There were five teams representing four Baltic countries participated in a round-robin tournament: St. Petersburg Cats, Polish Devils, Norrtälje Dockers, Helsinki Heatseekers and the Russian Bears. It was the second-ever Baltic Cup after the first edition of the tournament took place in September 2017 in St. Petersburg where, in the final, the St. Petersburg Cats won against the Helsinki Heatseekers. 

This edition of the tournament also saw a number of ‘firsts’ as the Russian Bears played Norrtälje for the first time, and it was the first club level tournament for the Devils after their participation in this year’s Euro Cup. 

Each team played four games each, but by the end of the day, the winners still couldn’t be decided by points after the Cats and Dockers both finished with three wins, so it was decided by the teams’ head-to-head record. After that tie-breaker, it was the St. Petersburg Cats who ended up coming out on top after defeating the Norrtälje Dockers by 17 points. 

That wasn’t the only thrilling bit of action throughout the day, as the Bears and Heatseekers also played out an entertaining draw, with both teams finishing on 5.3.33 when the final siren sounded.

“The tournament location, beautiful Tallinn, was the perfect city for all teams to travel. We were really lucky with the weather, so the playing conditions at the Nike Arena near A.Le Coq Arena were really good. The balanced teams made the competition very intense and interesting… For the intensity and the nerve of the games, the tournament felt amazing until the very end,” said tournament MVP Pavel Aman from the St. Petersburg Cats.

It was a successful day of football that celebrated the passion that the Baltic region of Europe has for Australian Football, and hopefully, there are plenty more Baltic Cup’s to come as it continues to get bigger and better. 

Final standings:

  1. St. Petersburg Cats
  2. Norrtälje Dockers
  3. Helsinki Heatseekers
  4. Russian Bears
  5. Polish Devils

Team of the Tournament:

Maciej Burek (Polish Devils), Toni Kinnari (Helsinki Heatseekers), Buster Sund (Norrtälje Dockers), Ilya Levitskiy (Russian Bears), and Pavel Aman (St.Petersburg Cats).

To see all the finals scores and statistics, head to



On the weekend, the new CNFA season began with a number of games taking place across France. One of those matches saw Stade Toulouse take on the Bayonne Toreadors in sunny conditions as both teams looked their season off to a perfect start. It was the Toreadors who started the better of the two teams as they came out firing in the first quarter. Unable to match the intesnity and fast ball movement by Bayonne, Stade Toulouse only managed the two behinds in the opening quarter. Up the other end of the ground, the Toreadors were clinical as they kicked seven goals to lead by 44 points at the first break. In the second quarter, Stade Toulouse started to win more of the football, and after a tough opening quarter, they managed to score a couple of goals. However, the Toreadors continued their dominance in their attacking half, and even though Toulouse were more competitive in the second quarter, Bayonne managed to extend their lead to 45 points at the main break. The third quarter was similar to the second, with both teams battling hard, with a few bumps and bruises showing how physical the match was. Both teams continued to hit the scoreboard at regular intervals, but again it was Bayonne who extended their lead, albeit by just a point to lead by 46 points with one quarter remaining. Bayonne continued to control the game in the final quarter, and when the siren sounded, they had won by 48 points. However, Stade Toulouse showed that, apart from being outplayed in the opening quarter, they can well and truly match their opposition. Keep an eye on both these teams in what is set to be an exciting CNFA season.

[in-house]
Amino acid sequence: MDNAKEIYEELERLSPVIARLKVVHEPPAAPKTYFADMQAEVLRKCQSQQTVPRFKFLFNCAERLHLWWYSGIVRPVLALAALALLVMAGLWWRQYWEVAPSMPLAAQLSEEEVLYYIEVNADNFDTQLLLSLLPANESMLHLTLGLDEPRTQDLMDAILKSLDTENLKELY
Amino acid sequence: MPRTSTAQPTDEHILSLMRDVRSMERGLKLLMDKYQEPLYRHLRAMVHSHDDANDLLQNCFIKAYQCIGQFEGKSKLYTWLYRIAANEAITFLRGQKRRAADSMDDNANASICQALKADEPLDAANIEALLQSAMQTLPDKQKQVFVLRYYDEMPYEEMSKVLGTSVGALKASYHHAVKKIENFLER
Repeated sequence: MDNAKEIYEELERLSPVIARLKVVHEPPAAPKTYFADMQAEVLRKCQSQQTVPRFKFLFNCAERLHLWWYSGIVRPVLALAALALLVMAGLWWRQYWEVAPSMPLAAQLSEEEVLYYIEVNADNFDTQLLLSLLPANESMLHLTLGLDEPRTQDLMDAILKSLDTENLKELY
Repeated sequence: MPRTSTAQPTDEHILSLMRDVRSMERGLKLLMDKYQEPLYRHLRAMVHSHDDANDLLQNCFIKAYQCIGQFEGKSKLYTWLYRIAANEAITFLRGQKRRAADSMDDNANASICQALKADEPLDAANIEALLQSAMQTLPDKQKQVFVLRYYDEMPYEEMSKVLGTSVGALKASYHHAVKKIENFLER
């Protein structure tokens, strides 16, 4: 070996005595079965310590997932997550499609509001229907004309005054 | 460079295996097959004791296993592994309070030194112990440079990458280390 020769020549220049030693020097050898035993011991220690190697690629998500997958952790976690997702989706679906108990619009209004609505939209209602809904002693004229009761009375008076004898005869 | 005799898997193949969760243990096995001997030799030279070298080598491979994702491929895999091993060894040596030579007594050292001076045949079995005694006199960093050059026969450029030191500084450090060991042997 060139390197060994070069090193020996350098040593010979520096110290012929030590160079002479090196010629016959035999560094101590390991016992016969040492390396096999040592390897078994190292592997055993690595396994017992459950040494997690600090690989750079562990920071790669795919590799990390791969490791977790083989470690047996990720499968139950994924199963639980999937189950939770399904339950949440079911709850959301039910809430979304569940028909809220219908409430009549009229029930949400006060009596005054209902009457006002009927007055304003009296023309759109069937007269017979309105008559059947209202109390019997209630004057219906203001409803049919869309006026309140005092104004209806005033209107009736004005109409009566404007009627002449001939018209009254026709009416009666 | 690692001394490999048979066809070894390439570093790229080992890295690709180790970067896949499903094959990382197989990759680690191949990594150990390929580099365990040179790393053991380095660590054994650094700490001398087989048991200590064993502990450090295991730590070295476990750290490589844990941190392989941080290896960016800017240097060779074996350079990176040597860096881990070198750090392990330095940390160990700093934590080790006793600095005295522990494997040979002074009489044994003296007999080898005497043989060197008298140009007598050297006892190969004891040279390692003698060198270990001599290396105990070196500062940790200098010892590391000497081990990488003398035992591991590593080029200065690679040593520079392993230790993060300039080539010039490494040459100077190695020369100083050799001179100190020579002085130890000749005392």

Final Scores (CNFA)

Men’s: Stade Toulouse (68) defeated by Bayonne Toreadors (116).



On Saturday, the 2019 edition of the Neckar Cup took place in Esslingen, Germany, as three closely matched sides travelled to play in the second ever edition of the tournament. The three sides that travelled for the Cup were the Stuttgart Emus, Freiburg Taipans (who recently merged to form the Zuffenhausen Giants) and the Winterthur Lions who attended all the way from Switzerland. All three teams were even matched across the day, but in the end it was the Stuttgart Emus who won the cup as they were just too strong for both the Lions and Taipans as the day progressed. It was an exciting occasion for all involved as they look to continue growing the game and hopefully the Neckar Cup continues for many years to come.